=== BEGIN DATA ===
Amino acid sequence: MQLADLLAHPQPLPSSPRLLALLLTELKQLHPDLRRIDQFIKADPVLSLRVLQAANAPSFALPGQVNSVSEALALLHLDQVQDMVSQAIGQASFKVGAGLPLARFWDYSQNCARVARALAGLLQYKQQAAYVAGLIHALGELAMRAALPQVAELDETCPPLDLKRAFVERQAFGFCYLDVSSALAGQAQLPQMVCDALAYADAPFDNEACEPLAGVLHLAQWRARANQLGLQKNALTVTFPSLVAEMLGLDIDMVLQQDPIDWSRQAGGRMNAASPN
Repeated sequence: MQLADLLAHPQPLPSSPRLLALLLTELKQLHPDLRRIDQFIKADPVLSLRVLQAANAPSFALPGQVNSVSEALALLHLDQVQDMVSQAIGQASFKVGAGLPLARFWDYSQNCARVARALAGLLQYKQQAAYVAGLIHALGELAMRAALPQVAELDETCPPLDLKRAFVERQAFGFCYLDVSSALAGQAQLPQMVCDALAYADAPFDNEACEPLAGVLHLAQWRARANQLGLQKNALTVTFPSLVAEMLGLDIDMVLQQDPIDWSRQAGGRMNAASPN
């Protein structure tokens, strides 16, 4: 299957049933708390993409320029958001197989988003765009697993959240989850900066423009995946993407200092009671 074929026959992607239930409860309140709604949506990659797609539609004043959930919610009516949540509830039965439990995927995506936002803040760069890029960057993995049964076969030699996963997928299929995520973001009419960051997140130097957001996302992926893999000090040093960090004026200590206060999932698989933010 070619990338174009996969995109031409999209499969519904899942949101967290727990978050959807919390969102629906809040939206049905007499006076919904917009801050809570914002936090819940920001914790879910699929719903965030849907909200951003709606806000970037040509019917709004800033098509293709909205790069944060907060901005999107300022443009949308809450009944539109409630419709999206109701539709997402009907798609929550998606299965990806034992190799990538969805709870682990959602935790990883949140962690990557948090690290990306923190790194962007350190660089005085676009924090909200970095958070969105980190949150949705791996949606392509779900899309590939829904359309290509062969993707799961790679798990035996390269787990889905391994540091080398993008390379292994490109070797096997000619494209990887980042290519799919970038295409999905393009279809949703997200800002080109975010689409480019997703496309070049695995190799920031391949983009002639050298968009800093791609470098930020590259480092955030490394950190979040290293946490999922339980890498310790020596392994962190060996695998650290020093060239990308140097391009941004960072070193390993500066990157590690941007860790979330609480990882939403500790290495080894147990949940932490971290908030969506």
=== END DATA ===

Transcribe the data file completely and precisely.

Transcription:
Amino acid sequence: MQLADLLAHPQPLPSSPRLLALLLTELKQLHPDLRRIDQFIKADPVLSLRVLQAANAPSFALPGQVNSVSEALALLHLDQVQDMVSQAIGQASFKVGAGLPLARFWDYSQNCARVARALAGLLQYKQQAAYVAGLIHALGELAMRAALPQVAELDETCPPLDLKRAFVERQAFGFCYLDVSSALAGQAQLPQMVCDALAYADAPFDNEACEPLAGVLHLAQWRARANQLGLQKNALTVTFPSLVAEMLGLDIDMVLQQDPIDWSRQAGGRMNAASPN
Repeated sequence: MQLADLLAHPQPLPSSPRLLALLLTELKQLHPDLRRIDQFIKADPVLSLRVLQAANAPSFALPGQVNSVSEALALLHLDQVQDMVSQAIGQASFKVGAGLPLARFWDYSQNCARVARALAGLLQYKQQAAYVAGLIHALGELAMRAALPQVAELDETCPPLDLKRAFVERQAFGFCYLDVSSALAGQAQLPQMVCDALAYADAPFDNEACEPLAGVLHLAQWRARANQLGLQKNALTVTFPSLVAEMLGLDIDMVLQQDPIDWSRQAGGRMNAASPN
């Protein structure tokens, strides 16, 4: 299957049933708390993409320029958001197989988003765009697993959240989850900066423009995946993407200092009671 074929026959992607239930409860309140709604949506990659797609539609004043959930919610009516949540509830039965439990995927995506936002803040760069890029960057993995049964076969030699996963997928299929995520973001009419960051997140130097957001996302992926893999000090040093960090004026200590206060999932698989933010 070619990338174009996969995109031409999209499969519904899942949101967290727990978050959807919390969102629906809040939206049905007499006076919904917009801050809570914002936090819940920001914790879910699929719903965030849907909200951003709606806000970037040509019917709004800033098509293709909205790069944060907060901005999107300022443009949308809450009944539109409630419709999206109701539709997402009907798609929550998606299965990806034992190799990538969805709870682990959602935790990883949140962690990557948090690290990306923190790194962007350190660089005085676009924090909200970095958070969105980190949150949705791996949606392509779900899309590939829904359309290509062969993707799961790679798990035996390269787990889905391994540091080398993008390379292994490109070797096997000619494209990887980042290519799919970038295409999905393009279809949703997200800002080109975010689409480019997703496309070049695995190799920031391949983009002639050298968009800093791609470098930020590259480092955030490394950190979040290293946490999922339980890498310790020596392994962190060996695998650290020093060239990308140097391009941004960072070193390993500066990157590690941007860790979330609480990882939403500790290495080894147990949940932490971290908030969506």